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Water Tech

Stories about technology for water utilities, including lead and copper pipe programs, compliance, clean drinking water, green infrastructure, sewage, smart meters and more.

The Center for Internet Security’s Cybersecurity Advisory Services Program is aimed at helping strengthen organizations that are involved in elections, health care, education and water utilities.
The state Legislature has set aside $250,000 this year to study underground water levels and ensure they don’t run dry amid increased demand from data centers and a multiyear drought.
The Environmental Protection Agency has warned against hackers affiliated with Iran and China who could sabotage drinking and wastewater resources — attacks it said are increasing in severity and frequency.
California water regulators have approved rules that will allow local water agencies to recycle wastewater directly into tap water after extra cleaning. Los Angeles and San Diego are among the communities exploring the concept.
The nation's first all-electric tugboat will soon move ships around the Port of San Diego. The 82-foot vessel, called the eWolf, will be powered by a 6.2 megawatt-hour main propulsion battery and two electric motors.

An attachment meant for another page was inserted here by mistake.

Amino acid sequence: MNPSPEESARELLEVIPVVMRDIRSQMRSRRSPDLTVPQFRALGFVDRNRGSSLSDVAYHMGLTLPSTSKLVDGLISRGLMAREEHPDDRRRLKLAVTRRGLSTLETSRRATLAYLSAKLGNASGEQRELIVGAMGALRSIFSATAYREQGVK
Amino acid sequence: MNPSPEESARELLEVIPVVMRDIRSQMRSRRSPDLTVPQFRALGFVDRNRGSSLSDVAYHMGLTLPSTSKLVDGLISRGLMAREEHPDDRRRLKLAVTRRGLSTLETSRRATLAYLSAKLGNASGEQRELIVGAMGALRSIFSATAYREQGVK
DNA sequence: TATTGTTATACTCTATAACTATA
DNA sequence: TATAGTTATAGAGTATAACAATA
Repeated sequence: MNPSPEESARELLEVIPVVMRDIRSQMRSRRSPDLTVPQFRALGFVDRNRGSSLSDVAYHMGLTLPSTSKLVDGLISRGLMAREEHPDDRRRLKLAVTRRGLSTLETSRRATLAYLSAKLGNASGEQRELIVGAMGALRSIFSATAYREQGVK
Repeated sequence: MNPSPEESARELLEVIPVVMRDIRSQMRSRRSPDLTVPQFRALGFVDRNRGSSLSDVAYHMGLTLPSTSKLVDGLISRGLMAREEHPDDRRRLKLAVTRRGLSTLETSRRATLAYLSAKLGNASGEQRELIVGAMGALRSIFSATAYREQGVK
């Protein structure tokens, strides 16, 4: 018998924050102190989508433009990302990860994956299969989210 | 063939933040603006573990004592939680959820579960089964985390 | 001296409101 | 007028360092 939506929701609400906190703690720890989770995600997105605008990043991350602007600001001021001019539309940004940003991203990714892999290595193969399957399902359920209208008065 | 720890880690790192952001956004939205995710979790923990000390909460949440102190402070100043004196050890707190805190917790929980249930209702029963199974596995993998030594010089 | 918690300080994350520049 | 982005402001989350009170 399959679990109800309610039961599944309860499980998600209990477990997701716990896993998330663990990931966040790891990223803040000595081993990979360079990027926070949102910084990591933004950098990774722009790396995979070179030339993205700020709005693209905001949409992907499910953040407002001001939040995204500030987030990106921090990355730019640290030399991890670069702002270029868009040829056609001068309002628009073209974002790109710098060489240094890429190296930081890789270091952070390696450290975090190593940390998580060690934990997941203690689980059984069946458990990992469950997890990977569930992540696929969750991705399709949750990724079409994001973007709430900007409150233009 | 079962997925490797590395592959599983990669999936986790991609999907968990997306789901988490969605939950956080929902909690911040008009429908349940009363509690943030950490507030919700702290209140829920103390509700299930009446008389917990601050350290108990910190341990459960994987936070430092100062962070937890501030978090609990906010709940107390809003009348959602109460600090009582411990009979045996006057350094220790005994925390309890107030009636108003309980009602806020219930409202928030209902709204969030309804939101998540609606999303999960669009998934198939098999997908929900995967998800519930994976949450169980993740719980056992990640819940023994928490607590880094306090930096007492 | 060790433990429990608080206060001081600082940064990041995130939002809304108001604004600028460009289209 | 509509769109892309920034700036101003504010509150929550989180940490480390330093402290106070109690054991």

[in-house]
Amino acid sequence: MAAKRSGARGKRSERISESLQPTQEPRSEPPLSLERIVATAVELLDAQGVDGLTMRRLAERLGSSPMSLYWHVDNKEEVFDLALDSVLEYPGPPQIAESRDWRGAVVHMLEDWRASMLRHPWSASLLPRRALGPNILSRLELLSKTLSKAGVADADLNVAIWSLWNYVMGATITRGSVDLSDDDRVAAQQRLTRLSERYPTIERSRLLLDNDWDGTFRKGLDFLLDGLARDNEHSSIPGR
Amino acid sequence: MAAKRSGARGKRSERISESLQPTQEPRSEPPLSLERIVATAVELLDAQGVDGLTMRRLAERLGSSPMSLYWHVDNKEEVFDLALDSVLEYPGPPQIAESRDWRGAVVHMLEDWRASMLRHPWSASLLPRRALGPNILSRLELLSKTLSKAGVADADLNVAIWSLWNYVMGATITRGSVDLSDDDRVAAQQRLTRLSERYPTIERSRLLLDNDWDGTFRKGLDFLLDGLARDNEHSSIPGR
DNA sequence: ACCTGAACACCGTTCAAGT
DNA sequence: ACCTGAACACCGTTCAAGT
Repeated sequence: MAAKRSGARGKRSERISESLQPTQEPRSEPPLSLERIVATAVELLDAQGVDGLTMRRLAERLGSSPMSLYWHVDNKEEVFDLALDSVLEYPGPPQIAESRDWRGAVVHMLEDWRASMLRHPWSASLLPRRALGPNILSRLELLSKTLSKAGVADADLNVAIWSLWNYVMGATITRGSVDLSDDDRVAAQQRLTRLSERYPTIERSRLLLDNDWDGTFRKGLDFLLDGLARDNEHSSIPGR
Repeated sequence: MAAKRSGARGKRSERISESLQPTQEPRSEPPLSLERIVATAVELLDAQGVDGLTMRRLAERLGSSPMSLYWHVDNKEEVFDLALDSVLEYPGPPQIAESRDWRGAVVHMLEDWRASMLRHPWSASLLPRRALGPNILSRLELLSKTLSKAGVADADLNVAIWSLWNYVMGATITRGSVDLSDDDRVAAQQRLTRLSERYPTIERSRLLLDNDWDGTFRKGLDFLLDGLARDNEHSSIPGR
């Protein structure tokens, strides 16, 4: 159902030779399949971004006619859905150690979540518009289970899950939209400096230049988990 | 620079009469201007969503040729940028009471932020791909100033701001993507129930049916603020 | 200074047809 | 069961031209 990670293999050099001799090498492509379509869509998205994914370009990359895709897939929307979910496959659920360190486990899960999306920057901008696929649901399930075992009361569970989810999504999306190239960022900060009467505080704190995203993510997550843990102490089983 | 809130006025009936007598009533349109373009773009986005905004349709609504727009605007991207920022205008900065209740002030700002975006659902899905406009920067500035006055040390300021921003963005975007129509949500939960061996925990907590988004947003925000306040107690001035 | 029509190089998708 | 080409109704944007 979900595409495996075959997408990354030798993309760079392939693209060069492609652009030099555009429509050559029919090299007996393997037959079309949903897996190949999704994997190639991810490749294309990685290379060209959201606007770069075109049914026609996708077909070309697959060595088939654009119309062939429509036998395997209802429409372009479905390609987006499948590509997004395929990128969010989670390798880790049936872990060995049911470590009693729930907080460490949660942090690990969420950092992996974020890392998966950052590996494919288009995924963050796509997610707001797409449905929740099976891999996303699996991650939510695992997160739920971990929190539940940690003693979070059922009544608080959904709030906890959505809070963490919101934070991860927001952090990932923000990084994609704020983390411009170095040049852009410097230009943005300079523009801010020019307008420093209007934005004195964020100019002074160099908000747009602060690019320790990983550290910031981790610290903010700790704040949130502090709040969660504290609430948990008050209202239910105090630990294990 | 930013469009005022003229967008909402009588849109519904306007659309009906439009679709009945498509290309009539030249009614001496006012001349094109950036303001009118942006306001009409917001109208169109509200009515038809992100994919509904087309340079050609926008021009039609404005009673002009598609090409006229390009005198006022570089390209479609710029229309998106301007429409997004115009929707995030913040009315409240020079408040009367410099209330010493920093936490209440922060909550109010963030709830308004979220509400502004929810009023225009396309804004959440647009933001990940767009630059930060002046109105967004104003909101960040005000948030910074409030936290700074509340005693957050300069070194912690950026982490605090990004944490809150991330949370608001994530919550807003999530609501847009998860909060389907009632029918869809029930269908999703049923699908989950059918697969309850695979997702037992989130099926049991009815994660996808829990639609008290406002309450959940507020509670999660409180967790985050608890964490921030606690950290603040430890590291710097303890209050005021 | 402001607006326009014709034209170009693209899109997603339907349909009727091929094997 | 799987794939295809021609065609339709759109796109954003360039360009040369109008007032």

For state and local government agencies across the U.S., GIS technology has the power to inform decision-making, impact funding and improve the constituent experience through various applications.
Officials say the group, called Volt Typhoon, has inserted malware deep in the systems of numerous water and electric utilities that serve military installations in the United States and abroad.
Klir, which sells a water management and compliance platform, has launched a ChatGPT feature for utilities. The idea is to hand off tedious and data-heavy tasks to artificial intelligence while safeguarding data.
The challenges of defending water infrastructure are numerous. Many of the systems in California – and nationwide – are still operating with outdated software, poor passwords and other weaknesses that could leave them at risk.
Navier, a small maritime startup, is developing a line of electric-powered hydrofoil vessels that could be a quicker alternative to gridlocked bridges or bulky commuter ferries.